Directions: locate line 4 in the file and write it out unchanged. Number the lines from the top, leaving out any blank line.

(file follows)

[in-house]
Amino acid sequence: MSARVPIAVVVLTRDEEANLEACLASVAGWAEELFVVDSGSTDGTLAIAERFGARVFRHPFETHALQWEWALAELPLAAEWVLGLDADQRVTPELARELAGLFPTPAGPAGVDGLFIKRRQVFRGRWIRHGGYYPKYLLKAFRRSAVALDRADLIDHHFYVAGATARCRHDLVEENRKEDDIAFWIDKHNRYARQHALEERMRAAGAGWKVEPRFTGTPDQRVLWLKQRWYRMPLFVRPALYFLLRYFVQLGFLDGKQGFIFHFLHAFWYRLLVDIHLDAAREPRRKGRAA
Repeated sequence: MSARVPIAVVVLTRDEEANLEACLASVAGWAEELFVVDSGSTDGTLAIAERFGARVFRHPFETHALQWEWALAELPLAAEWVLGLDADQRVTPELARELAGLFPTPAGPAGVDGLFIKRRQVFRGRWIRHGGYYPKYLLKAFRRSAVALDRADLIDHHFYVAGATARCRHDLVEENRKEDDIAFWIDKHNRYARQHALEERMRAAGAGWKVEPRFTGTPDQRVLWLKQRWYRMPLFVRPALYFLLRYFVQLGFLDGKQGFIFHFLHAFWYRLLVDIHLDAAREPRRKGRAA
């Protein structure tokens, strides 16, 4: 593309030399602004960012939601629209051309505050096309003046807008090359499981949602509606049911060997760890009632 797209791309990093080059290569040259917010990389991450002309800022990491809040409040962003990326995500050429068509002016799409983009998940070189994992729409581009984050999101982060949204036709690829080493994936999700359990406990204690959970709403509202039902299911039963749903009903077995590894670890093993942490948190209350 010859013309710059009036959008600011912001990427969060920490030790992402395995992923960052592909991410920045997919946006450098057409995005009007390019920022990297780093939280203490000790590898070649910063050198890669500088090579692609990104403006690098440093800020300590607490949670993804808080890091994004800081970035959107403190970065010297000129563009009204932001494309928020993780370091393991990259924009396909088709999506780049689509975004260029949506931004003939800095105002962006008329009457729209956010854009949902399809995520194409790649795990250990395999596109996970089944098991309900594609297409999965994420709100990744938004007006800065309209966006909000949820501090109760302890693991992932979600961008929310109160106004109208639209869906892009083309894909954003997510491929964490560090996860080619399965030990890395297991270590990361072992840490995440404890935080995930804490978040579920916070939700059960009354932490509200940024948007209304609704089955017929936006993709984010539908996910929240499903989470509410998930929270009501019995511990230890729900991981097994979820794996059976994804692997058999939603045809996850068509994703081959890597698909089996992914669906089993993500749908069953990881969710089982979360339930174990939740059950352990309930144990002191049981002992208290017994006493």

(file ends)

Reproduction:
């Protein structure tokens, strides 16, 4: 593309030399602004960012939601629209051309505050096309003046807008090359499981949602509606049911060997760890009632 797209791309990093080059290569040259917010990389991450002309800022990491809040409040962003990326995500050429068509002016799409983009998940070189994992729409581009984050999101982060949204036709690829080493994936999700359990406990204690959970709403509202039902299911039963749903009903077995590894670890093993942490948190209350 010859013309710059009036959008600011912001990427969060920490030790992402395995992923960052592909991410920045997919946006450098057409995005009007390019920022990297780093939280203490000790590898070649910063050198890669500088090579692609990104403006690098440093800020300590607490949670993804808080890091994004800081970035959107403190970065010297000129563009009204932001494309928020993780370091393991990259924009396909088709999506780049689509975004260029949506931004003939800095105002962006008329009457729209956010854009949902399809995520194409790649795990250990395999596109996970089944098991309900594609297409999965994420709100990744938004007006800065309209966006909000949820501090109760302890693991992932979600961008929310109160106004109208639209869906892009083309894909954003997510491929964490560090996860080619399965030990890395297991270590990361072992840490995440404890935080995930804490978040579920916070939700059960009354932490509200940024948007209304609704089955017929936006993709984010539908996910929240499903989470509410998930929270009501019995511990230890729900991981097994979820794996059976994804692997058999939603045809996850068509994703081959890597698909089996992914669906089993993500749908069953990881969710089982979360339930174990939740059950352990309930144990002191049981002992208290017994006493």